New review launched into Trans Mountain pipeline expansion
After a recent court ruling overturned the federal approval of the Trans Mountain pipeline project, Ottawa has ordered another review in an attempt to kick-start construction.
In August, the Federal Court of Appeal cancelled the approval of the line, saying that Indigenous groups were not consulted adequately by the National Energy Board and therefore the review that Ottawa had based it’s approval on was inadequate.
Now, the Liberal government has given the NEB six months to redo its environmental review, this time taking into account the additional oil tanker traffic that the expanded line would use.
According to estimates, the number of ships will jump to about 35 per month from the current rate of five.
The review will also need to look at the federal government’s new $1.5B Oceans Protection Plan.
Natural Resources Minister Amarjeet Sohi has also said that the Canadian government has plans to open talks with Indigenous communities soon and there are reports that say a retired federal judge will be taken on to ensure the proceedings are run properly.
Sohi also says that a scientific adviser will be appointed to help conduct the oil tanker review.
Meanwhile, some critics say that the timeline for the NEB could be too tight to complete all the work that needs to be done and the Notley government could suffer because of it.
“It’s a quick timeframe and I’d be surprised if they can meet that timeframe,” said Duane Bratt, a political scientist at Mount Royal University. “I think the pipeline will get built, the question is when will it get built? For the Notley government, she needs work started on it immediately and that’s not going to happen.”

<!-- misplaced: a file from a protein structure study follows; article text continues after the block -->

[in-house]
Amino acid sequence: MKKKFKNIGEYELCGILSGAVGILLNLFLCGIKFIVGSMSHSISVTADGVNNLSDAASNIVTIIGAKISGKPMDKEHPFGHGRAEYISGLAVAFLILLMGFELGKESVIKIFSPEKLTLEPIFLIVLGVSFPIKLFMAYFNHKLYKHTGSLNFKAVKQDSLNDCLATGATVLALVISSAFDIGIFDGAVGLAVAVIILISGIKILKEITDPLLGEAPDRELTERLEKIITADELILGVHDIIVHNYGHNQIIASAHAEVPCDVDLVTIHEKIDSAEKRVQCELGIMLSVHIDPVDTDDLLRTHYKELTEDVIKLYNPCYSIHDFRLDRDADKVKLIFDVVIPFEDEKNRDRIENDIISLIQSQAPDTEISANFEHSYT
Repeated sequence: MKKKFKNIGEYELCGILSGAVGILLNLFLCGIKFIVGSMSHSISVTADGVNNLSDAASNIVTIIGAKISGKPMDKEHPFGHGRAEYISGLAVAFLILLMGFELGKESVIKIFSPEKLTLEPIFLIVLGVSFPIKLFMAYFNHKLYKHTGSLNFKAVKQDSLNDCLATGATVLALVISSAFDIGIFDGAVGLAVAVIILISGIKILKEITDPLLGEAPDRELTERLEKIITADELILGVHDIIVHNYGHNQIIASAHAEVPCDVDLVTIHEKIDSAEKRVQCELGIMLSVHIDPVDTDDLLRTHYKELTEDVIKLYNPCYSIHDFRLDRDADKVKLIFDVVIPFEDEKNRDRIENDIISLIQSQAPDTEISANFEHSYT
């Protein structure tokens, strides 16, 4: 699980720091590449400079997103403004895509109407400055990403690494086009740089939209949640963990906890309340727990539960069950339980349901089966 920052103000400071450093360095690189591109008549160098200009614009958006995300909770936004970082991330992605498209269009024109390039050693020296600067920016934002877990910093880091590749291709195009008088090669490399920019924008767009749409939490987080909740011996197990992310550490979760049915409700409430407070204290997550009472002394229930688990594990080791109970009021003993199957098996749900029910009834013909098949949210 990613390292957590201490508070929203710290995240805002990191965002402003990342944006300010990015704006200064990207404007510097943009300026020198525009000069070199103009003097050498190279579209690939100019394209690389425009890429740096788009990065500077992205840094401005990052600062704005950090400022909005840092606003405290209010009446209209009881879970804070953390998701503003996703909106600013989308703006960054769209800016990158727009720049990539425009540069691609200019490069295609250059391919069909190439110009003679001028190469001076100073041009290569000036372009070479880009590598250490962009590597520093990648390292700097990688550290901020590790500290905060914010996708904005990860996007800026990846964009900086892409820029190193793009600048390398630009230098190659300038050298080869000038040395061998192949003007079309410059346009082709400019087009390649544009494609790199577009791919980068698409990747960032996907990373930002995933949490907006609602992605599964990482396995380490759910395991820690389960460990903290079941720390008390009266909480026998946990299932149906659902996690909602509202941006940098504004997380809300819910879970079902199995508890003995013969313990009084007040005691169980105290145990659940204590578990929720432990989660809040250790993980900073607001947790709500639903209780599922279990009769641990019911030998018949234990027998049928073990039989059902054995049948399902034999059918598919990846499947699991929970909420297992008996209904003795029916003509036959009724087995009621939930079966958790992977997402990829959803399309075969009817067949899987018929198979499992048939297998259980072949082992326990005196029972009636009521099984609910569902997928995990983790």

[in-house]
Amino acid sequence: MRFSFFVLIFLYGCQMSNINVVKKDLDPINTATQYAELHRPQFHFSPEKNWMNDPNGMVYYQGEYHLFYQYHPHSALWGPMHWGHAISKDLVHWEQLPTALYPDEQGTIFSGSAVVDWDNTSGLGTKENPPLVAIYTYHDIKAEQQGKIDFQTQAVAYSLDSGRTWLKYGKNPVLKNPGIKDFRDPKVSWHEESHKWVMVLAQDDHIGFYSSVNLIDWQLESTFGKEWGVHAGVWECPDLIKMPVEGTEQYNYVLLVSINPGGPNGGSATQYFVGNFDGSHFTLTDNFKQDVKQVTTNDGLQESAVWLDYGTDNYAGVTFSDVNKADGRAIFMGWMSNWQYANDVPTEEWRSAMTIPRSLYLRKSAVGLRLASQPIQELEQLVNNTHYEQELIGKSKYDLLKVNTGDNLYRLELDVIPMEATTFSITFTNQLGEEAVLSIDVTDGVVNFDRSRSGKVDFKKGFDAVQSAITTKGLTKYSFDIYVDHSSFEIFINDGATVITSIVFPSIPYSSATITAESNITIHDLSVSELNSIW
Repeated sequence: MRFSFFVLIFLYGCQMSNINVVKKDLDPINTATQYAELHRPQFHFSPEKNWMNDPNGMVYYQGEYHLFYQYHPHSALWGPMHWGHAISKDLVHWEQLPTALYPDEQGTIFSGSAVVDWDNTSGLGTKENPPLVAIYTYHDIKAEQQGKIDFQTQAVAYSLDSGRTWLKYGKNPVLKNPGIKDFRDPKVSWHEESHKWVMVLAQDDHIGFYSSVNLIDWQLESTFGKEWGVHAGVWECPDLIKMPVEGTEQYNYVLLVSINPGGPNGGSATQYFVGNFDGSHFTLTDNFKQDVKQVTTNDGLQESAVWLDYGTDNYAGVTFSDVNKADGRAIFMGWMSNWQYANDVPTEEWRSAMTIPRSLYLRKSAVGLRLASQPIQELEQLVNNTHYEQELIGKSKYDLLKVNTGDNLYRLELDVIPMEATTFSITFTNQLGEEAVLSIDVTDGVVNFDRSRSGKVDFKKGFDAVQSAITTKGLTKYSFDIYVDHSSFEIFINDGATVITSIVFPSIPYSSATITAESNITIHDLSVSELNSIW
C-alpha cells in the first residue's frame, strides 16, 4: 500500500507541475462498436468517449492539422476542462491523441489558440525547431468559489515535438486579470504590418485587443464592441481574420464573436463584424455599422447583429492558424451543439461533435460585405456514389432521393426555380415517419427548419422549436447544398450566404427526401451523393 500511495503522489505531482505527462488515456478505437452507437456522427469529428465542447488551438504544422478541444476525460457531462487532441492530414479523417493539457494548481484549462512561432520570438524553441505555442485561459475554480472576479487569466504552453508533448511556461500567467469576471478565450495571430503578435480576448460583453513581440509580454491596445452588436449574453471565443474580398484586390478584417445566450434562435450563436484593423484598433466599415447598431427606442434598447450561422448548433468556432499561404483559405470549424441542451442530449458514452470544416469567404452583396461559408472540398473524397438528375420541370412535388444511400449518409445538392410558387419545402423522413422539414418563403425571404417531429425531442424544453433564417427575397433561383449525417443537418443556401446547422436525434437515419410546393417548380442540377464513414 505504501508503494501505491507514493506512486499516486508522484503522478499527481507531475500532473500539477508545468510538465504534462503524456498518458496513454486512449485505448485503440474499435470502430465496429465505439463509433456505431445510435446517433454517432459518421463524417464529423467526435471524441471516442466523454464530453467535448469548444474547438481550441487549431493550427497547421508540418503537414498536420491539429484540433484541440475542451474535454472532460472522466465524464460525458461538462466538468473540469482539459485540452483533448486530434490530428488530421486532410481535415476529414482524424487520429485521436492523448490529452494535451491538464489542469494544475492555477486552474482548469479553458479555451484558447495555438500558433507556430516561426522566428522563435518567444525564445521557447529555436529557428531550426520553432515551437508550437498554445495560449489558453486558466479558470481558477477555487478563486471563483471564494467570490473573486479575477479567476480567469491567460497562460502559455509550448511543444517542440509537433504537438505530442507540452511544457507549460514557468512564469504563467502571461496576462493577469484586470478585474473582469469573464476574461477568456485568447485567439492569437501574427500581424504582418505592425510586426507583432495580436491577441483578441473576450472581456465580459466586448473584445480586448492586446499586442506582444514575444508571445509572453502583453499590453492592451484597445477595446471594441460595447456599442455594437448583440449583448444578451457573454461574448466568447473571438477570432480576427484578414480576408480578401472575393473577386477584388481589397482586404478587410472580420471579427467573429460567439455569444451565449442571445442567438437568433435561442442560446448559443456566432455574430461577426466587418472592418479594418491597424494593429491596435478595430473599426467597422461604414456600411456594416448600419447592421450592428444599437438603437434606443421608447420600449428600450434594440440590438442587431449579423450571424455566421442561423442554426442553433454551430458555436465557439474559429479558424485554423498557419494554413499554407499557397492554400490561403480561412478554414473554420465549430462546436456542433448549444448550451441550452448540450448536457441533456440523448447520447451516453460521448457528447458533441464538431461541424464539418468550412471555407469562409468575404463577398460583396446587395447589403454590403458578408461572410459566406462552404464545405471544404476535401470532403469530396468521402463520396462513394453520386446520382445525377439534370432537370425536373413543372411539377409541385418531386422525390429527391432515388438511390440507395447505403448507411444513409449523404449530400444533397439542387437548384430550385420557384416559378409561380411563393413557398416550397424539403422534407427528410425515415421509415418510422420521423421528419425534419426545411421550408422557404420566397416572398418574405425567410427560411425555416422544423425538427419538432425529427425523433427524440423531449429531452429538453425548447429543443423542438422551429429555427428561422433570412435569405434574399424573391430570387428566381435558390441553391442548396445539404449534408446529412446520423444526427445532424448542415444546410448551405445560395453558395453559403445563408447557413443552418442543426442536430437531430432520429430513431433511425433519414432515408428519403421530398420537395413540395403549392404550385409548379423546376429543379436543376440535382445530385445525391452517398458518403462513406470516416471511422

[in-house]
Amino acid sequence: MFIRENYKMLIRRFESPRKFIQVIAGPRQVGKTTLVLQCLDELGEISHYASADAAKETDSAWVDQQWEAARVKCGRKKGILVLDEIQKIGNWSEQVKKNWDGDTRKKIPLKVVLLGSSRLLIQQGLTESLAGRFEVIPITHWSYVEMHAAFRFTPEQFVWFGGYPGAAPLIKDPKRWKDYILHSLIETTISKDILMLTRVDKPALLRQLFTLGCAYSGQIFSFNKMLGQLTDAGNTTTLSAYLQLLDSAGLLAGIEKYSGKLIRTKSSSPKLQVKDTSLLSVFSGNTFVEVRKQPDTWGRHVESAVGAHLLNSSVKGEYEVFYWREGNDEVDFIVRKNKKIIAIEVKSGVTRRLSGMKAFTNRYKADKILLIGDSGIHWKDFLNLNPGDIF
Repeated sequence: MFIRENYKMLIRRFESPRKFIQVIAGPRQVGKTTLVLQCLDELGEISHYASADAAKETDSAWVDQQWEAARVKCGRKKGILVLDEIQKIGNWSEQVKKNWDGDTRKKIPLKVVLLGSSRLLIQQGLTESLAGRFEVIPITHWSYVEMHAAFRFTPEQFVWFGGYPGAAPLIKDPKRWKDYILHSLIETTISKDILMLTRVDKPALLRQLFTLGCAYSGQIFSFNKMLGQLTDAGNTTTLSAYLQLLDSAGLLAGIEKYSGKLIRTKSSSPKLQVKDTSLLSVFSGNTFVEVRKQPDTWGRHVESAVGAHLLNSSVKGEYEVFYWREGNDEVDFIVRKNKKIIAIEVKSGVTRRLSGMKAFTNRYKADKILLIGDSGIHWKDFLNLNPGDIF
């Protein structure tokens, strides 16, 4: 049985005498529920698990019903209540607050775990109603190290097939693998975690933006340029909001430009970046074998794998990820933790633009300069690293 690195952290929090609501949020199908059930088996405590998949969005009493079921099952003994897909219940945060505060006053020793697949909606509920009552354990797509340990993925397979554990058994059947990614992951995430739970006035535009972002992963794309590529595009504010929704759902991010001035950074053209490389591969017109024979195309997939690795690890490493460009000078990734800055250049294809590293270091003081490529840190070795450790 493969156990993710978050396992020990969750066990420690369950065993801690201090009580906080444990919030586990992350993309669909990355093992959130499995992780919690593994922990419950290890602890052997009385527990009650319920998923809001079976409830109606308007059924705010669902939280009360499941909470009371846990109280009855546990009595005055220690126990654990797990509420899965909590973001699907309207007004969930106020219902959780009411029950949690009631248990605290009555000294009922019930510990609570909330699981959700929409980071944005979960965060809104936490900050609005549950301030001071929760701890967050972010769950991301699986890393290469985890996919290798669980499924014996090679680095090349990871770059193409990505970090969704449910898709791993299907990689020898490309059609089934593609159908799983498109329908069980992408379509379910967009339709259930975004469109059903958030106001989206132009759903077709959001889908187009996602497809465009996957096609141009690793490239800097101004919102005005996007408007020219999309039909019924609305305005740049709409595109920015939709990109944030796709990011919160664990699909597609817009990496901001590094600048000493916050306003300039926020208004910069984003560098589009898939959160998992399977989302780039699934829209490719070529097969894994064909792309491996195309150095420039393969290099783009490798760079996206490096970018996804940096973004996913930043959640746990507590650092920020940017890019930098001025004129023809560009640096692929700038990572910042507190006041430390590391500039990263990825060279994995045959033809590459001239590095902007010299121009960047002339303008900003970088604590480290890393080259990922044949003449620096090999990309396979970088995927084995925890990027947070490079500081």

He says that even with a positive NEB review and a new approval, the challenges for the project won’t be over.
“Many of these lawsuits did not come because of a lack of consultation; that was the tool that they used. Really, it’s because they don’t want the pipeline built.”
Premier Rachel Notley, a strong supporter of the line, said that Alberta would be stepping out of the federal government’s climate plan after the Federal Court of Appeal quashed the approval.
She said that the line is essential to the livelihood of Albertans and the federal government needs to take whatever action required to make sure it is built.
On Friday, following the announcement of the new review, she said that the timeline is reasonable and in line with the Federal Court of Appeal's ruling.
"Our focus now is to ensure that the timeline is set in stone," she said. "If the timeline slips and the goalposts shift, I can assure you that the voices of Albertans will be loud."
Notley added that her government will continue to monitor the situation and watch the review process closely.
"This is a project that is in the national interest so we are going to make sure the nation, as a whole, knows how important it is. We are making progress on that, as you know, but we know we can do more. Through that work, we know the pressure on the federal government is stronger than ever before."
The Trans Mountain pipeline, running between Edmonton and Burnaby, B.C. aims to triple the capacity of the existing pipeline.
The project was originally approved in 2016, but B.C. pressured Kinder Morgan, the owners of the project to back away from the project.
In May 2018, Finance Minister Bill Morneau announced that the federal government would buy the existing line for $4.5B with the intent to eventually sell it back to a private buyer when the time was right.
(With files from the Canadian Press)